October 24th, 2013
Ensuring that the 5.4 million people in England who care for a friend or family member are valued, recognised and supported, is enshrined in the Department of Health's mandate to the NHS Commissioning Board, (now NHS England).
One key objective is particularly relevant - 'to ensure the NHS becomes dramatically better at involving patients and their carers, and empowering them to manage and make decisions about their own care and treatment.'
To help achieve this, NHS England and NHS Improving Quality are working to develop a series of 'commitments for action' that NHS England will take forward. These will be agreed at a workshop in December, Commitment to Carers, which will bring together an invited group of carers and care representatives, healthcare professionals, commissioners, senior clinical managers, and allied health professionals.
The first step in this process is a listening exercise, to find out what carers need and want from the NHS. It will look to engage with carers of every age, and from every aspect of society. In order to reach as many people as possible and ensure a streamlined mechanism to respond, the listening exercise will take place online, using social media, existing networks and forums, and direct email.
Over the next five weeks, we we'll be asking a series of questions, and inviting carers to join the conversation, sharing thoughts, comments, and experiences. What carers tell us will determine the 'commitments for action' that we will take forward in order to ensure that carers are recognised, valued and supported.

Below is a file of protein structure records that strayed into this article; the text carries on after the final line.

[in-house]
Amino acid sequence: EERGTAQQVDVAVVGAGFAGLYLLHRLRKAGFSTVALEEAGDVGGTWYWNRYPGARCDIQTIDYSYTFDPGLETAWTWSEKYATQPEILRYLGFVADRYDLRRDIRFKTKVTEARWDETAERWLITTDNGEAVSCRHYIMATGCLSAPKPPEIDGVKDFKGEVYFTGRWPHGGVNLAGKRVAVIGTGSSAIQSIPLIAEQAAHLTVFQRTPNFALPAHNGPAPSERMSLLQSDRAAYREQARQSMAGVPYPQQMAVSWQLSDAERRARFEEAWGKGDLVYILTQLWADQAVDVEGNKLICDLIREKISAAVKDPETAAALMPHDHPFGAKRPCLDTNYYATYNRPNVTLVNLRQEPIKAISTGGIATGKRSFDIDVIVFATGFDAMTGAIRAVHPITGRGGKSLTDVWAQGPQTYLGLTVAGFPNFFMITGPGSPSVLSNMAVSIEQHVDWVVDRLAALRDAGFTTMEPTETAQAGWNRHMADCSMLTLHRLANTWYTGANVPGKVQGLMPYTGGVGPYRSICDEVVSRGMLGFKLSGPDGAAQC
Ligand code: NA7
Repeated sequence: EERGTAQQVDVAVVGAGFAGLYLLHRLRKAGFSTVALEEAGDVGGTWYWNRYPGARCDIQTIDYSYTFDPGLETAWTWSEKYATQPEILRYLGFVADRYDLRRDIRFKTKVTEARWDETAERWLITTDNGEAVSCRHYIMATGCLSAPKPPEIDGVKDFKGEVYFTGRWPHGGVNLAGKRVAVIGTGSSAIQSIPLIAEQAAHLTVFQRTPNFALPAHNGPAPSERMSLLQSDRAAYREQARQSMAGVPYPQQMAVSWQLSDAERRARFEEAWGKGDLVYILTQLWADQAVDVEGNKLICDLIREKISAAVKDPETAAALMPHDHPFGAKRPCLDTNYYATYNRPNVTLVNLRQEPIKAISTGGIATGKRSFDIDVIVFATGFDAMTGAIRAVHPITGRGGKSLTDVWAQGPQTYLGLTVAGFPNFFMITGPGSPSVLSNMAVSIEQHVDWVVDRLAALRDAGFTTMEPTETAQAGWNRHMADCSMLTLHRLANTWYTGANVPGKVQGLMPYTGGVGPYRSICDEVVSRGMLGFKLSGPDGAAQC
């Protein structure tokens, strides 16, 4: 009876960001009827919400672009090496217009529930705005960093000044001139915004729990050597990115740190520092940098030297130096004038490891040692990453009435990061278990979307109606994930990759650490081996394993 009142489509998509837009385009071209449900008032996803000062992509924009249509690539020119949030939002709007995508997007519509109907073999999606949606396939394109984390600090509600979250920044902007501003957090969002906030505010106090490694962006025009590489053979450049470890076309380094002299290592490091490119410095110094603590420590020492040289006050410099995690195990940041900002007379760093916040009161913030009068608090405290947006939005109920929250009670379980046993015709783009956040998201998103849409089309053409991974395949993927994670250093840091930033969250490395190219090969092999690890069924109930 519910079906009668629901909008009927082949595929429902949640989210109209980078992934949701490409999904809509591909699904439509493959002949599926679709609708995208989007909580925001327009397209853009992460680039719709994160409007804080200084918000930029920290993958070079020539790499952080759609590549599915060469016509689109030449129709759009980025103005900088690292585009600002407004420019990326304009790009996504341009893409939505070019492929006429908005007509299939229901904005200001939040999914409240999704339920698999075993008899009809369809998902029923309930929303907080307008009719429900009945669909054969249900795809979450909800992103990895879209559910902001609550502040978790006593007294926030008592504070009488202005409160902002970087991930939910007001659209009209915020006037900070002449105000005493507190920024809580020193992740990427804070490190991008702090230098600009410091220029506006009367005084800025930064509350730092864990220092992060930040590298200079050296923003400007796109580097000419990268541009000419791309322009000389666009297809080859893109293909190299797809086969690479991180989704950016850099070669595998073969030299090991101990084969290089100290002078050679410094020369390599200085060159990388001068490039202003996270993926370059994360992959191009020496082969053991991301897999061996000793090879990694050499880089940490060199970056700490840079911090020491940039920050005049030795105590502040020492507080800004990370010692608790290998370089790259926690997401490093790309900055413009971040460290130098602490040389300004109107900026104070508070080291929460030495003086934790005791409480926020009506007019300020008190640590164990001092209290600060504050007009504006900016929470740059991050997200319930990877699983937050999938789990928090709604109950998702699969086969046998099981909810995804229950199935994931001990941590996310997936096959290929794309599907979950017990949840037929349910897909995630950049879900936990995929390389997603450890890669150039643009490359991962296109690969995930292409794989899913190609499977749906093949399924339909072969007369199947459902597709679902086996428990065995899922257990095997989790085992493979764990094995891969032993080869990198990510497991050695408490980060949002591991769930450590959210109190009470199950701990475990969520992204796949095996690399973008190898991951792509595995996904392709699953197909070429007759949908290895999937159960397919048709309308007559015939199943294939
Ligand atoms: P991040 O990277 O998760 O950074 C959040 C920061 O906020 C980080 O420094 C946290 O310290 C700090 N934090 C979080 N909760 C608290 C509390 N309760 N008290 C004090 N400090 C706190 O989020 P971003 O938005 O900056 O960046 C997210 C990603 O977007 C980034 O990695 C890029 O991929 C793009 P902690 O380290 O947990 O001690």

We'll ask one question (or set of questions) each week, for example:
How can the health service help you feel recognised, valued and included when caring for someone?
How did health staff help signpost you to relevant information and advice when you first started caring for someone, and at which key stages and transition points of your caring role?
How can health services best tailor support for you and your family particularly when caring for someone?
How have health services or professionals helped you look after your own physical health and emotional well-being particularly in your role as a carer?
We we'll also be using Twitter to gather feedback, inviting people to join the conversation using the hashtag #NHSThinkCarer. Questions will be posted each week on the NHS IQ twitter feed (@NHSIQ), and we will ask the above organisations to re-tweet to their followers.
You can also complete our questionnaire, or send your views to
After the workshop, we we'll publish the commitments for action, and will also work to spread them throughout the health and social care system and other government departments, to ensure carer's needs and wants are prioritised at every level.
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